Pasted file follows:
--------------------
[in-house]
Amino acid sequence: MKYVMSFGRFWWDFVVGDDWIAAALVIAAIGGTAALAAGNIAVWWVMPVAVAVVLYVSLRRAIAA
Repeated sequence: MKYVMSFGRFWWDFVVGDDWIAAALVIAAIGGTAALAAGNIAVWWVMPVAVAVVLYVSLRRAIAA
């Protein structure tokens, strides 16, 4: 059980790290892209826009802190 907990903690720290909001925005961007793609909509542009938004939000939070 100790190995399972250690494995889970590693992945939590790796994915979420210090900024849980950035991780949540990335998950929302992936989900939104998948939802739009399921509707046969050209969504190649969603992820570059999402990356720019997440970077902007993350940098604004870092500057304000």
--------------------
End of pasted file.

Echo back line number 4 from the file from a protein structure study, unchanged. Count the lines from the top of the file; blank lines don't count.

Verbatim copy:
């Protein structure tokens, strides 16, 4: 059980790290892209826009802190 907990903690720290909001925005961007793609909509542009938004939000939070 100790190995399972250690494995889970590693992945939590790796994915979420210090900024849980950035991780949540990335998950929302992936989900939104998948939802739009399921509707046969050209969504190649969603992820570059999402990356720019997440970077902007993350940098604004870092500057304000």